The expansion of educational and medical institutions is one of the great sources of hope for US cities that have lost most of their industries.
Even in New York City, where the economy is relatively strong, the municipal government is eager to get higher education institutions to make major investments—most notably a new campus that Cornell University and Technion-Israel Institute of Technology have proposed constructing on Roosevelt Island in the East River.
But how can a university in a long-established, mostly human-scale neighborborhood like Greenwich Village add 2.5 million square feet of buildings without damaging the area's character? That's the question that architecture critic Michael Kimmelman takes on in a nuanced critique in the Sunday New York Times.
Kimmelman grew up in the vicinity of New York University—the institution that has released a dramatic and controversial plan for expanding over the next two decades. So he is intimately familiar with both the virtues and the problems of NYU's Village location.
In his Times piece, Kimmelman says the city should veto two crescent-shaped towers (projected to contain a total of 400,000 square feet) that NYU wants to insert between two existing slab-like modernist high-rises on a superblock.
Theoretically, increased density is an urban virtue. The Village is not as dense as some Villagers worry it is. Filling in some of the open space around tower-in-the-park housing projects with retail and street life often makes sense. The clash of different sorts of architecture, cheek by jowl, as the crescent towers would do with the ’50s slabs, is a defining virtue of great cities.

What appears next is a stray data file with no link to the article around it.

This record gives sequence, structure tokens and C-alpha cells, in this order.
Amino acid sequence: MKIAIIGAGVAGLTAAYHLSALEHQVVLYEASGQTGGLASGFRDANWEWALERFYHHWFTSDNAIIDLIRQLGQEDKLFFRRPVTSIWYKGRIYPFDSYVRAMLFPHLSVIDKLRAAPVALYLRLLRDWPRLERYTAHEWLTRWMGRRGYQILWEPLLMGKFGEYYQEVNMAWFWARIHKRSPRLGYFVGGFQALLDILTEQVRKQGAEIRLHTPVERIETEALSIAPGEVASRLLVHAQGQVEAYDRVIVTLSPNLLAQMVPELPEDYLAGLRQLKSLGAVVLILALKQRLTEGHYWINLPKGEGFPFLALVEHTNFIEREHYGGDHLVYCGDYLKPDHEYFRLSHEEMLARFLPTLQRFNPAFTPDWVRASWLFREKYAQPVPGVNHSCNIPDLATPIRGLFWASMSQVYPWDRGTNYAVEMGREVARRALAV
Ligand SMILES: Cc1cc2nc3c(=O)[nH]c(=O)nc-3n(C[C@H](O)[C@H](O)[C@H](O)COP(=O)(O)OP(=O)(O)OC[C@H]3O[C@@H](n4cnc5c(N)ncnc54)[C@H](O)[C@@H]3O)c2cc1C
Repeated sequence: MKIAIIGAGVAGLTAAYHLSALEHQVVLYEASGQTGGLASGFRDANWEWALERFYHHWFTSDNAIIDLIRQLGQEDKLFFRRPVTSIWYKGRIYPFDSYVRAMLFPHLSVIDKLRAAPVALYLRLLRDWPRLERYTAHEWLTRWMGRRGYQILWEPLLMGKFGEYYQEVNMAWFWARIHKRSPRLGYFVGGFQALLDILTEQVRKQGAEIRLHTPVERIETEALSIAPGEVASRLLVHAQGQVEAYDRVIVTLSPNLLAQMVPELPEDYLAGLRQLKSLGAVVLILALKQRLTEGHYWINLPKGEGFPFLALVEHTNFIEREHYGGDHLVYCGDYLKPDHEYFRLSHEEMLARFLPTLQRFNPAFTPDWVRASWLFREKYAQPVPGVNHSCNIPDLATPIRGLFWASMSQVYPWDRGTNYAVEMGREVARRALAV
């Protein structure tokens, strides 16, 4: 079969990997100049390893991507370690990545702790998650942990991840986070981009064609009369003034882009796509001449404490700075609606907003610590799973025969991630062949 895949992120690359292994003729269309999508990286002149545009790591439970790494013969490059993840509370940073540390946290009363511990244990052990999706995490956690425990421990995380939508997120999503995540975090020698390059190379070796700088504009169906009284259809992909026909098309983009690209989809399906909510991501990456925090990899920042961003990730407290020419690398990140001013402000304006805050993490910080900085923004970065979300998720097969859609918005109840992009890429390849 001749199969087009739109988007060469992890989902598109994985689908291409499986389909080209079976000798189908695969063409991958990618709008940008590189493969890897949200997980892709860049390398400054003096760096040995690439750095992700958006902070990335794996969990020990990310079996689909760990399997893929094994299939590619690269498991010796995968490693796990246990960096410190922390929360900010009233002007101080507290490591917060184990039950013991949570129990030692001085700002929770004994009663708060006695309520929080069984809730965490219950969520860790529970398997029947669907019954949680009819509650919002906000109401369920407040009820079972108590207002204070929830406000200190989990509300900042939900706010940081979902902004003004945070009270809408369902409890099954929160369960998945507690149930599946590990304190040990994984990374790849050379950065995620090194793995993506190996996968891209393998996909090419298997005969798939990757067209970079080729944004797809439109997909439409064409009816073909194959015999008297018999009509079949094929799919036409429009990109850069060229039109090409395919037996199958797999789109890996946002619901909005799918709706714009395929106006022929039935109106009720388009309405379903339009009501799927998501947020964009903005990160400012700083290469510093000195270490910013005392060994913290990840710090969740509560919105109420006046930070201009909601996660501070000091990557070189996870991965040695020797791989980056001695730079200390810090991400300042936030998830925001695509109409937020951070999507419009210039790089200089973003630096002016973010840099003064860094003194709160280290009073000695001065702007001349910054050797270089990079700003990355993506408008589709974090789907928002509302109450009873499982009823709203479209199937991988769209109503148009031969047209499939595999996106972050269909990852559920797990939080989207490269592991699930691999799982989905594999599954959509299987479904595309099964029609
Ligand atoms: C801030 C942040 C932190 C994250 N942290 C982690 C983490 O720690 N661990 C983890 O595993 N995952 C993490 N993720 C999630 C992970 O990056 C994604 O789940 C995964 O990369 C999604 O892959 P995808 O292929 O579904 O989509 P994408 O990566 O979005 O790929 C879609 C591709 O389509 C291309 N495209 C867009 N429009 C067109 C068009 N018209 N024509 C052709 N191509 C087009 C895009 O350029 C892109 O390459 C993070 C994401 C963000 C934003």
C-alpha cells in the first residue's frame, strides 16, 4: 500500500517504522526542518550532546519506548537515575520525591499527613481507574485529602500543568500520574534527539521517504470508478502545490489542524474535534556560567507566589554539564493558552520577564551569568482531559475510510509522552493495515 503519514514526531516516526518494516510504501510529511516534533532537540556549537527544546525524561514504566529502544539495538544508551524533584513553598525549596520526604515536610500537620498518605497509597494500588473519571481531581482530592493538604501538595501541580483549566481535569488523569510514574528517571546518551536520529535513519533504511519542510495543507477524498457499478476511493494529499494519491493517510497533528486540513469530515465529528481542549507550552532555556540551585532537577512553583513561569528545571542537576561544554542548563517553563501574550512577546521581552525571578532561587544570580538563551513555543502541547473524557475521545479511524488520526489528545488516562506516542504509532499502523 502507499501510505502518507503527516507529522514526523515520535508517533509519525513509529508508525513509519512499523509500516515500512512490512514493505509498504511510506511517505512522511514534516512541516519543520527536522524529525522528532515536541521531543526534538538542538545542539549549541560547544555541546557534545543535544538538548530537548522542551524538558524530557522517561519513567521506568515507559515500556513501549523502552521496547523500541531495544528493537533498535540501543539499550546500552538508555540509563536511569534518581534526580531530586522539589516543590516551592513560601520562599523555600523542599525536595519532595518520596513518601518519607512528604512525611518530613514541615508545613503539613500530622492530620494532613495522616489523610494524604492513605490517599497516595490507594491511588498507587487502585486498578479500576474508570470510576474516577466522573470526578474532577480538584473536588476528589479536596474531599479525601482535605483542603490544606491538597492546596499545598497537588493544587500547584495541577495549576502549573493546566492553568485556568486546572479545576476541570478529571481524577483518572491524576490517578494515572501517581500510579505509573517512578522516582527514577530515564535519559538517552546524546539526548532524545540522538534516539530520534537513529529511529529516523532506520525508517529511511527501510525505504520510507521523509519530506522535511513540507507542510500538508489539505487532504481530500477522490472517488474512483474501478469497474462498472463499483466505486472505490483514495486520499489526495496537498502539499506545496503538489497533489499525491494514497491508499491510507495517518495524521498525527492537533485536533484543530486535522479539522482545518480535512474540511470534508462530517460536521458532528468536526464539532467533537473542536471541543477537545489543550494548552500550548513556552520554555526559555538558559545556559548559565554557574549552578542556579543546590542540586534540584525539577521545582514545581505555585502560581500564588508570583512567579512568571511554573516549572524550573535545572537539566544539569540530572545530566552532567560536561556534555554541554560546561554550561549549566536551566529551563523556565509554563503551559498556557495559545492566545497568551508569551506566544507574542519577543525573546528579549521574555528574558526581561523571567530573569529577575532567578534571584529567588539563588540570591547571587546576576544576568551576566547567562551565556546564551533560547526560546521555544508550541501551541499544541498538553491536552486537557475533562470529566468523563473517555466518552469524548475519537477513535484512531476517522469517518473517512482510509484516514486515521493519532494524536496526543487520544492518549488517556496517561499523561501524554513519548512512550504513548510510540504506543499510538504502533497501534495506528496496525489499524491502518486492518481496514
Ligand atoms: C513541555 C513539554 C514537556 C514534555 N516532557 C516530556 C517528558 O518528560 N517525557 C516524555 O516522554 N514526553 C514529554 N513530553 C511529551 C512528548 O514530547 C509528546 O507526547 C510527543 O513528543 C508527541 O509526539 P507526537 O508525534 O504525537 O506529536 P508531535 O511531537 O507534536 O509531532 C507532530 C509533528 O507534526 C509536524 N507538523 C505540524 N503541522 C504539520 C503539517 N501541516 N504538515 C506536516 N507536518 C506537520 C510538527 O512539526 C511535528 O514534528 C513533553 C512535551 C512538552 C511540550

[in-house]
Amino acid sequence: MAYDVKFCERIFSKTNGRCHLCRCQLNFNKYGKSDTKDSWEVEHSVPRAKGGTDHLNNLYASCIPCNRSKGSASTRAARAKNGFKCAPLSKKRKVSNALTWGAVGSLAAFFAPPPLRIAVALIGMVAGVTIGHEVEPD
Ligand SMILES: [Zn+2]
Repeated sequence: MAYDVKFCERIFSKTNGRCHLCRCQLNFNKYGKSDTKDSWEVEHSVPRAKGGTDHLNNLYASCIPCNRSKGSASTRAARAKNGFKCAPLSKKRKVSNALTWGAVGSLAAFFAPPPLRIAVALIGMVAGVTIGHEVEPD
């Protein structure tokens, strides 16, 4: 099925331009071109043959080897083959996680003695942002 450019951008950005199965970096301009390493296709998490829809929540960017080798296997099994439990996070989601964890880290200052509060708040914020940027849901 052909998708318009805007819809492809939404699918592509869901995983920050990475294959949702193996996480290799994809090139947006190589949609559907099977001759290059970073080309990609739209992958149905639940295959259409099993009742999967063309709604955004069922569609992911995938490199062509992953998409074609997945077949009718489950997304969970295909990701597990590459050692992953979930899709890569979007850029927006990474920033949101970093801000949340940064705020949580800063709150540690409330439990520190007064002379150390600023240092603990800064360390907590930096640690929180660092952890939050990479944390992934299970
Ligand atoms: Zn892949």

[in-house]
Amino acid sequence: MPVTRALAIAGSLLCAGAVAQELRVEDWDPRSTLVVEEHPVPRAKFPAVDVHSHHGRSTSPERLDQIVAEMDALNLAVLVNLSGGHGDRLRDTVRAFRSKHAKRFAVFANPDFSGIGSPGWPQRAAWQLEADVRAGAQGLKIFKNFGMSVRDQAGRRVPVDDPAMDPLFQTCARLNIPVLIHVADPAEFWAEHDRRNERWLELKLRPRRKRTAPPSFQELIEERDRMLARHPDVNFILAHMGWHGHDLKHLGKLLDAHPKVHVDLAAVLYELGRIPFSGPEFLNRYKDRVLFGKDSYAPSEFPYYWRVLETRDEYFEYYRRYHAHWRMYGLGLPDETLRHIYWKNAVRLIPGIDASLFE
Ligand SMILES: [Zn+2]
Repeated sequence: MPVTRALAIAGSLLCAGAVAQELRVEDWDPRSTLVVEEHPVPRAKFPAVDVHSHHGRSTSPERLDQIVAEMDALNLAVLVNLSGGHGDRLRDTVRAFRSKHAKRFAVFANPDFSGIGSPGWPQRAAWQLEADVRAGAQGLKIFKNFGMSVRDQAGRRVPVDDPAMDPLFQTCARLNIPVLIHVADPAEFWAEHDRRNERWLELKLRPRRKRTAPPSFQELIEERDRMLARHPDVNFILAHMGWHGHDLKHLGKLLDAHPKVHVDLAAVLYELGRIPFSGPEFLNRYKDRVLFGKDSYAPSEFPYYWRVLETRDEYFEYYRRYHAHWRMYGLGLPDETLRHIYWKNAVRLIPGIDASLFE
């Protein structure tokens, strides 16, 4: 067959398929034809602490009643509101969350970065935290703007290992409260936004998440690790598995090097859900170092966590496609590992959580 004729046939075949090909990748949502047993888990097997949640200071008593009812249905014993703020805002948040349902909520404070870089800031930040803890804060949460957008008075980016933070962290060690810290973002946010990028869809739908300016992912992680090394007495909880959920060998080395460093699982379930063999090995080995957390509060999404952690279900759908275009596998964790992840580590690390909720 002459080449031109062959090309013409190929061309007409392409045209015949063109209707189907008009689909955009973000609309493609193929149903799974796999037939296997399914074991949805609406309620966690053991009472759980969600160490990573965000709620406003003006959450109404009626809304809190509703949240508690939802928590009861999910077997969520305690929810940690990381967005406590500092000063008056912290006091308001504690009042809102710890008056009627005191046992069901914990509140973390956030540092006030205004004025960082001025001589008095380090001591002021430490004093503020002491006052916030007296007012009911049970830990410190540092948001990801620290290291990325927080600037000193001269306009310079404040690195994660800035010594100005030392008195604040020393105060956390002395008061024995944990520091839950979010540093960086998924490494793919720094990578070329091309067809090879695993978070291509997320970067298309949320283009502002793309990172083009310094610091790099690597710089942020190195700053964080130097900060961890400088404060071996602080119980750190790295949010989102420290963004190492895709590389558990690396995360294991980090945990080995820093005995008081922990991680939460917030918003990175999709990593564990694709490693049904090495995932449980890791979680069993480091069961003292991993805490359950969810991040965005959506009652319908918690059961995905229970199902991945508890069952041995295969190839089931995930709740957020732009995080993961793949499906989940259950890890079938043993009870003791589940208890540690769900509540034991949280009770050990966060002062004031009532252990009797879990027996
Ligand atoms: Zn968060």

But he goes on to say that the Village already possesses plenty of retail. Street life is not lacking. What's needed in this part of Manhattan, he says, is well-designed open space.
A good way to obtain appealing open space, he argues, would be to take the NYU-controlled park space that currently exists between the modernist towers of Washington Square Villaage and "redesign and reactive it as a park for Villagers, not just for freshmen skateboarders and iPod-engrossed graduate students."
He shows how the current NYU park land—an early example of open space on top of an underground garage—fails its public function. It sits behind fences, gates, and a retail strip mall. Kimmelman advocates "a beautiful new 1.5-acre park" and other amenities that would make the area more attractive for everyone. There are other methods for adding the square footage that NYU needs, he says.
All in all, this is an intriguing vision—and much better than the proposal the university has made.
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